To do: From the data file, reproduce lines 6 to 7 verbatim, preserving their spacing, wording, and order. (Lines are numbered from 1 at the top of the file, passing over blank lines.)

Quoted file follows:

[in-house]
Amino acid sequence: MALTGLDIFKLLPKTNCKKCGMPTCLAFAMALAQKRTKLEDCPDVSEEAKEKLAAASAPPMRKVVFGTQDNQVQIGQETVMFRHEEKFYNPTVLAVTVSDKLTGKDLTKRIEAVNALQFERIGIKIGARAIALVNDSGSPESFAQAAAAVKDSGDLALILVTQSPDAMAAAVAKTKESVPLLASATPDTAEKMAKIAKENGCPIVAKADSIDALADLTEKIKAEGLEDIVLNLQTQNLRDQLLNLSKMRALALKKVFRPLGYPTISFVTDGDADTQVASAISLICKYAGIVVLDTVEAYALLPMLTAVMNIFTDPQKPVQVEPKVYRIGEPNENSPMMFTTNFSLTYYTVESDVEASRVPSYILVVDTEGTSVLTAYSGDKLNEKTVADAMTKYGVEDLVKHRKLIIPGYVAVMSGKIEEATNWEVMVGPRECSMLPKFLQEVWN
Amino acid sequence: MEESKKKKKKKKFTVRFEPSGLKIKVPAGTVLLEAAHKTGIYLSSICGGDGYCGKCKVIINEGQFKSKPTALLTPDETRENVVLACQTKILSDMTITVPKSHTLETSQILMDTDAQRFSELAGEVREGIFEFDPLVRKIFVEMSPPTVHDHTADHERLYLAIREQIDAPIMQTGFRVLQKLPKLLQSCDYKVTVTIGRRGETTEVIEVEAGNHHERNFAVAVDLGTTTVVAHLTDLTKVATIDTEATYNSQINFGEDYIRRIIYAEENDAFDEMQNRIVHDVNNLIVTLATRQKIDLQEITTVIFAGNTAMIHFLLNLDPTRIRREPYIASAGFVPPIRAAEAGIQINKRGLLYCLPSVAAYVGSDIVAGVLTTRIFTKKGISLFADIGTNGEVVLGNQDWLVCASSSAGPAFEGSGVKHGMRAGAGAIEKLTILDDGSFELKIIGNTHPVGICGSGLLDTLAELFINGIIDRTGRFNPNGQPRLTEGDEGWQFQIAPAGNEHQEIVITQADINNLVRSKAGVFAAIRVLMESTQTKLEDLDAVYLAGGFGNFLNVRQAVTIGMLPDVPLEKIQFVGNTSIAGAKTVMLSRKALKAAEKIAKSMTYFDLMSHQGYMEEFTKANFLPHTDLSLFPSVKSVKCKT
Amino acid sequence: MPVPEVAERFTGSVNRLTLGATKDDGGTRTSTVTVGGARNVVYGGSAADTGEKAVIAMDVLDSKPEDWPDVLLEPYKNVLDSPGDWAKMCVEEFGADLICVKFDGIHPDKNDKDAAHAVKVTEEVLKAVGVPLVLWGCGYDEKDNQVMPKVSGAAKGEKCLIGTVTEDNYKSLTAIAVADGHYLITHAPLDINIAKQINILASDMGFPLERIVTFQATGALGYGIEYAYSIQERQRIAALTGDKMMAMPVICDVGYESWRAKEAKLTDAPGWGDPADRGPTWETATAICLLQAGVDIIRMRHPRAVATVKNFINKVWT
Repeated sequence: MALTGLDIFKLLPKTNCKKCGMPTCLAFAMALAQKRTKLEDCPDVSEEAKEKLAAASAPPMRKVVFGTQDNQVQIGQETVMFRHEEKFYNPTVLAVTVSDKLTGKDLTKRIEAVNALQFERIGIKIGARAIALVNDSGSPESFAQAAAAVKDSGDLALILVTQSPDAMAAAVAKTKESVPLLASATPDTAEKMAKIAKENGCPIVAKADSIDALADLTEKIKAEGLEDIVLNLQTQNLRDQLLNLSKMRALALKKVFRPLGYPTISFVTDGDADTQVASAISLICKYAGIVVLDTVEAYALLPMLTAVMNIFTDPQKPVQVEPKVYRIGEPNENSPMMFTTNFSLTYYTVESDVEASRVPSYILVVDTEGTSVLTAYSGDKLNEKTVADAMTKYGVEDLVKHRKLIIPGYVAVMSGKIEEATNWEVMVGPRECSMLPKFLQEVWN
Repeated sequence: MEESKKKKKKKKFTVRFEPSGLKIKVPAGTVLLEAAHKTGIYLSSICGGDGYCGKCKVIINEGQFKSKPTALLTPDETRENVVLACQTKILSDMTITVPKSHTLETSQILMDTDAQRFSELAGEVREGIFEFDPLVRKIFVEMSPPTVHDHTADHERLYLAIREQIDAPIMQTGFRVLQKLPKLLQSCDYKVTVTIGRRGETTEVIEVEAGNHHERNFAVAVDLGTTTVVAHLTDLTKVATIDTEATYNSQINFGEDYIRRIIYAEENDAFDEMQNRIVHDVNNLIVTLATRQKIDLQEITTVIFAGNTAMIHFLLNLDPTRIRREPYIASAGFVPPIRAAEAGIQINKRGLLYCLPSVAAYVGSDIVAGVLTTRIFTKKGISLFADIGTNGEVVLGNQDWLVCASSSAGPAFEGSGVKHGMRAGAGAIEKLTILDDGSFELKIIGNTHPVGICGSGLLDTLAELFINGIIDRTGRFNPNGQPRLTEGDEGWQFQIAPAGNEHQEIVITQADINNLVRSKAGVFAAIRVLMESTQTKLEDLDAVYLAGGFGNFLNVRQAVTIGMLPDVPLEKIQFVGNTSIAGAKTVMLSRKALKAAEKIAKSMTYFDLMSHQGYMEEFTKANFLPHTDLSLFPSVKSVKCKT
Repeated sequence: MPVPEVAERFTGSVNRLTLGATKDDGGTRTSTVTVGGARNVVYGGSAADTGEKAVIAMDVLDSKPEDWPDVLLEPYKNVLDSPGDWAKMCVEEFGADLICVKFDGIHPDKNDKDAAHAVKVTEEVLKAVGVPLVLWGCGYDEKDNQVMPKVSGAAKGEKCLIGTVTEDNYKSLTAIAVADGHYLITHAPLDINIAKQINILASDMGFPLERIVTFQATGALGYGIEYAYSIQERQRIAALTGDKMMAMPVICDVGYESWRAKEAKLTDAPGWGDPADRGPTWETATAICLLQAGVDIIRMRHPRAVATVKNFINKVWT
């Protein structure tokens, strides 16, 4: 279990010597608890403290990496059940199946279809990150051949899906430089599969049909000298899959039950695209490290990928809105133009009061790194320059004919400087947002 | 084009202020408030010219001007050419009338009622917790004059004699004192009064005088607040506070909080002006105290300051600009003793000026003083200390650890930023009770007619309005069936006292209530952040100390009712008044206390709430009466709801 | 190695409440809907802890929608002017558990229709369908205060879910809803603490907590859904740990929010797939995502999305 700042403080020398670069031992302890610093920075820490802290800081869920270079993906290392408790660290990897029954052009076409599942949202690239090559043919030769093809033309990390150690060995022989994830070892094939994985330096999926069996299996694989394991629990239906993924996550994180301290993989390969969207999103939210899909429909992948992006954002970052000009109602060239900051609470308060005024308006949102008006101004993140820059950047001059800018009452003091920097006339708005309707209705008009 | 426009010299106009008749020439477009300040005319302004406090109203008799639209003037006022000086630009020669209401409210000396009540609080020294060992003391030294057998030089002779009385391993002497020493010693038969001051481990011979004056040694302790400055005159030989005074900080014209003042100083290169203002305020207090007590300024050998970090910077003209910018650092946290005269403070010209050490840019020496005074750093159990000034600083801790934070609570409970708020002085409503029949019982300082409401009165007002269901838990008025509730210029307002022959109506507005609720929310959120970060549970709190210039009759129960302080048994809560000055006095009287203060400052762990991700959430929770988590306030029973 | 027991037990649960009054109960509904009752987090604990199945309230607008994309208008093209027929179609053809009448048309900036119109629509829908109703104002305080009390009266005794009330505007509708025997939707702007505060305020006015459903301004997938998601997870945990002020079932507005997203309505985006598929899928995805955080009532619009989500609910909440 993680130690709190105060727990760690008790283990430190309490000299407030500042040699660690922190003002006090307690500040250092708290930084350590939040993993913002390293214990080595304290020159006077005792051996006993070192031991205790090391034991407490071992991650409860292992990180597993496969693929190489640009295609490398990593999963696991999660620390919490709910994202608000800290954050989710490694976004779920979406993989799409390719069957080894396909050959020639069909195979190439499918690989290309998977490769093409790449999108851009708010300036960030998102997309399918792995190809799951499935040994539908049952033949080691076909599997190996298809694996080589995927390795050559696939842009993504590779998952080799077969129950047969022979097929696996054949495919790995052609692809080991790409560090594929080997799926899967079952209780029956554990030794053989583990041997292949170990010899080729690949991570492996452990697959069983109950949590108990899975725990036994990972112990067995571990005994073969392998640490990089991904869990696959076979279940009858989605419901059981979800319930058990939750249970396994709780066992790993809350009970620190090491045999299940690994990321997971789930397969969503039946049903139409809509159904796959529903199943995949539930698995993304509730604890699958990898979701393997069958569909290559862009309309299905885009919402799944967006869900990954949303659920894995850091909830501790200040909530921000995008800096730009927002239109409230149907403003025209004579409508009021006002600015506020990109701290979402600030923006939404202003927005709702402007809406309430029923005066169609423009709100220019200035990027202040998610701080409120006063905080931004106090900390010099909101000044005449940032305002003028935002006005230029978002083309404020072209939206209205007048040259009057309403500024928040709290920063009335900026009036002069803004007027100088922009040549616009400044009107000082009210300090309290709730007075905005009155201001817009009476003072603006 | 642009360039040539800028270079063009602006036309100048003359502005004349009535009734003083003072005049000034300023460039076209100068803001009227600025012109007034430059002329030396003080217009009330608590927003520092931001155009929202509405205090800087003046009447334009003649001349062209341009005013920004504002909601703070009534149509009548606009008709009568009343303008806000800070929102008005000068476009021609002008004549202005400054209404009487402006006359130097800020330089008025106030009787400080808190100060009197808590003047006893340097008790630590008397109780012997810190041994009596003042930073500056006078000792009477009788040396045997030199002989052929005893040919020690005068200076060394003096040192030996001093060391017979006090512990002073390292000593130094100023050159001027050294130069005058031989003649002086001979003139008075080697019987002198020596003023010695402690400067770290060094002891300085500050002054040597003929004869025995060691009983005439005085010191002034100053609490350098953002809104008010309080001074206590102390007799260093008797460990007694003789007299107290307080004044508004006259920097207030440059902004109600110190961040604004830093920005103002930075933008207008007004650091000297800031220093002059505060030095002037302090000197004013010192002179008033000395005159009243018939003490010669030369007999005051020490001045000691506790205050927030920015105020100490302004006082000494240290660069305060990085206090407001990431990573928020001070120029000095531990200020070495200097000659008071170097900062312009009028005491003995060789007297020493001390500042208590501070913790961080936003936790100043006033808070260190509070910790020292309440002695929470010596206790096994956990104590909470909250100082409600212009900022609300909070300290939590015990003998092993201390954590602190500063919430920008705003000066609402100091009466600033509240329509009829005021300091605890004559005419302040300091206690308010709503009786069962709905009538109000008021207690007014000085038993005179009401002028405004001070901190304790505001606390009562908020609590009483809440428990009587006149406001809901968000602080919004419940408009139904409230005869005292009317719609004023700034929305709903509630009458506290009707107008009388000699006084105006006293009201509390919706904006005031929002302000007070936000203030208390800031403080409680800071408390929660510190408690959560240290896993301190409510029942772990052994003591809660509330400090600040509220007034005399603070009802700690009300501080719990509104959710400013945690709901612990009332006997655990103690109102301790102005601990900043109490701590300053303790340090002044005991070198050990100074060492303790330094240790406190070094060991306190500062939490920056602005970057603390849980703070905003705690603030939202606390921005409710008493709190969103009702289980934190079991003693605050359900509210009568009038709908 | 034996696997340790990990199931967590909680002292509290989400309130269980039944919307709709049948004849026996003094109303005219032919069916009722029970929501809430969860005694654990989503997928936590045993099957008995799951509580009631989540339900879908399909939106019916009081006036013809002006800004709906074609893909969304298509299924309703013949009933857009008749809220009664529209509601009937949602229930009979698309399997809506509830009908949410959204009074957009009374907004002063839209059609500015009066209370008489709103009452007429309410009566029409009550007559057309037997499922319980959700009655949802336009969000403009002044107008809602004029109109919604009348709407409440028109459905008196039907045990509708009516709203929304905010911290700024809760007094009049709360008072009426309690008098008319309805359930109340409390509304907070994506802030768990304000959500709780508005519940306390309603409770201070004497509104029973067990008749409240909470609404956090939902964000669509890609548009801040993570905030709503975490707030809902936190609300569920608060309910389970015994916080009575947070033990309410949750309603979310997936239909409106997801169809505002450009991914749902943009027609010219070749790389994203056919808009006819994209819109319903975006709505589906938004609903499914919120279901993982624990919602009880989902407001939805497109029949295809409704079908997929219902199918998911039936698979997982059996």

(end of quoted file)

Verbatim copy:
Repeated sequence: MEESKKKKKKKKFTVRFEPSGLKIKVPAGTVLLEAAHKTGIYLSSICGGDGYCGKCKVIINEGQFKSKPTALLTPDETRENVVLACQTKILSDMTITVPKSHTLETSQILMDTDAQRFSELAGEVREGIFEFDPLVRKIFVEMSPPTVHDHTADHERLYLAIREQIDAPIMQTGFRVLQKLPKLLQSCDYKVTVTIGRRGETTEVIEVEAGNHHERNFAVAVDLGTTTVVAHLTDLTKVATIDTEATYNSQINFGEDYIRRIIYAEENDAFDEMQNRIVHDVNNLIVTLATRQKIDLQEITTVIFAGNTAMIHFLLNLDPTRIRREPYIASAGFVPPIRAAEAGIQINKRGLLYCLPSVAAYVGSDIVAGVLTTRIFTKKGISLFADIGTNGEVVLGNQDWLVCASSSAGPAFEGSGVKHGMRAGAGAIEKLTILDDGSFELKIIGNTHPVGICGSGLLDTLAELFINGIIDRTGRFNPNGQPRLTEGDEGWQFQIAPAGNEHQEIVITQADINNLVRSKAGVFAAIRVLMESTQTKLEDLDAVYLAGGFGNFLNVRQAVTIGMLPDVPLEKIQFVGNTSIAGAKTVMLSRKALKAAEKIAKSMTYFDLMSHQGYMEEFTKANFLPHTDLSLFPSVKSVKCKT
Repeated sequence: MPVPEVAERFTGSVNRLTLGATKDDGGTRTSTVTVGGARNVVYGGSAADTGEKAVIAMDVLDSKPEDWPDVLLEPYKNVLDSPGDWAKMCVEEFGADLICVKFDGIHPDKNDKDAAHAVKVTEEVLKAVGVPLVLWGCGYDEKDNQVMPKVSGAAKGEKCLIGTVTEDNYKSLTAIAVADGHYLITHAPLDINIAKQINILASDMGFPLERIVTFQATGALGYGIEYAYSIQERQRIAALTGDKMMAMPVICDVGYESWRAKEAKLTDAPGWGDPADRGPTWETATAICLLQAGVDIIRMRHPRAVATVKNFINKVWT